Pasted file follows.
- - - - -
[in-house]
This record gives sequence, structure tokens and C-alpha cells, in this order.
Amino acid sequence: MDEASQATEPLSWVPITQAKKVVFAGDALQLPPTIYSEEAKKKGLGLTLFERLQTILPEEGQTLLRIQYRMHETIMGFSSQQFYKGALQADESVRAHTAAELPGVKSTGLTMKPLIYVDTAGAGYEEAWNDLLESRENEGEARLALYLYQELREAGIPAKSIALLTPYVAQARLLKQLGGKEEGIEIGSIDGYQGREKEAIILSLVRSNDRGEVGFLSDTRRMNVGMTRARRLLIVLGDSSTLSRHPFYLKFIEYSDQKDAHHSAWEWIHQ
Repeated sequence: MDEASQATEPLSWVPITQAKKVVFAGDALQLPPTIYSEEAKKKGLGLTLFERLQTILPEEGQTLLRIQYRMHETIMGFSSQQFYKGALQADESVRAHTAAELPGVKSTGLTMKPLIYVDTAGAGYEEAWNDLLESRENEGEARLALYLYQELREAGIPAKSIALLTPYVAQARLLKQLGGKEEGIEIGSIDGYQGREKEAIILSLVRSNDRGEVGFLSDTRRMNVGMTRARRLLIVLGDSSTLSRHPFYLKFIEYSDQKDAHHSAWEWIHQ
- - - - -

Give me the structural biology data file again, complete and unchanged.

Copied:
[in-house]
This record gives sequence, structure tokens and C-alpha cells, in this order.
Amino acid sequence: MDEASQATEPLSWVPITQAKKVVFAGDALQLPPTIYSEEAKKKGLGLTLFERLQTILPEEGQTLLRIQYRMHETIMGFSSQQFYKGALQADESVRAHTAAELPGVKSTGLTMKPLIYVDTAGAGYEEAWNDLLESRENEGEARLALYLYQELREAGIPAKSIALLTPYVAQARLLKQLGGKEEGIEIGSIDGYQGREKEAIILSLVRSNDRGEVGFLSDTRRMNVGMTRARRLLIVLGDSSTLSRHPFYLKFIEYSDQKDAHHSAWEWIHQ
Repeated sequence: MDEASQATEPLSWVPITQAKKVVFAGDALQLPPTIYSEEAKKKGLGLTLFERLQTILPEEGQTLLRIQYRMHETIMGFSSQQFYKGALQADESVRAHTAAELPGVKSTGLTMKPLIYVDTAGAGYEEAWNDLLESRENEGEARLALYLYQELREAGIPAKSIALLTPYVAQARLLKQLGGKEEGIEIGSIDGYQGREKEAIILSLVRSNDRGEVGFLSDTRRMNVGMTRARRLLIVLGDSSTLSRHPFYLKFIEYSDQKDAHHSAWEWIHQ